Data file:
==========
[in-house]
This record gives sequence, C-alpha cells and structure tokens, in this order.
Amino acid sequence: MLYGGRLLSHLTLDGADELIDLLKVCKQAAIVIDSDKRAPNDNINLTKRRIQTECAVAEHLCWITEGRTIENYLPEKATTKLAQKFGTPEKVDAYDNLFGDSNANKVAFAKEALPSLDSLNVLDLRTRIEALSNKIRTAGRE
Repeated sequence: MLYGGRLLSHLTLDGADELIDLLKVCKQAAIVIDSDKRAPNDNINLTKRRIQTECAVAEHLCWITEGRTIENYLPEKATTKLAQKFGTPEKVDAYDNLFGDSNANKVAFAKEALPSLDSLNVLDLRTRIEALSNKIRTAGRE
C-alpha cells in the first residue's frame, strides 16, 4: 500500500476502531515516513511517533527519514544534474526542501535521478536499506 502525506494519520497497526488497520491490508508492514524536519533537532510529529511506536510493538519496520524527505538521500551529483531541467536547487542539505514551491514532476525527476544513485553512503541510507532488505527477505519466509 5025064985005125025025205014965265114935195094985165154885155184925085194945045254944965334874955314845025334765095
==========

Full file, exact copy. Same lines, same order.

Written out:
[in-house]
This record gives sequence, C-alpha cells and structure tokens, in this order.
Amino acid sequence: MLYGGRLLSHLTLDGADELIDLLKVCKQAAIVIDSDKRAPNDNINLTKRRIQTECAVAEHLCWITEGRTIENYLPEKATTKLAQKFGTPEKVDAYDNLFGDSNANKVAFAKEALPSLDSLNVLDLRTRIEALSNKIRTAGRE
Repeated sequence: MLYGGRLLSHLTLDGADELIDLLKVCKQAAIVIDSDKRAPNDNINLTKRRIQTECAVAEHLCWITEGRTIENYLPEKATTKLAQKFGTPEKVDAYDNLFGDSNANKVAFAKEALPSLDSLNVLDLRTRIEALSNKIRTAGRE
C-alpha cells in the first residue's frame, strides 16, 4: 500500500476502531515516513511517533527519514544534474526542501535521478536499506 502525506494519520497497526488497520491490508508492514524536519533537532510529529511506536510493538519496520524527505538521500551529483531541467536547487542539505514551491514532476525527476544513485553512503541510507532488505527477505519466509 5025064985005125025025205014965265114935195094985165154885155184925085194945045254944965334874955314845025334765095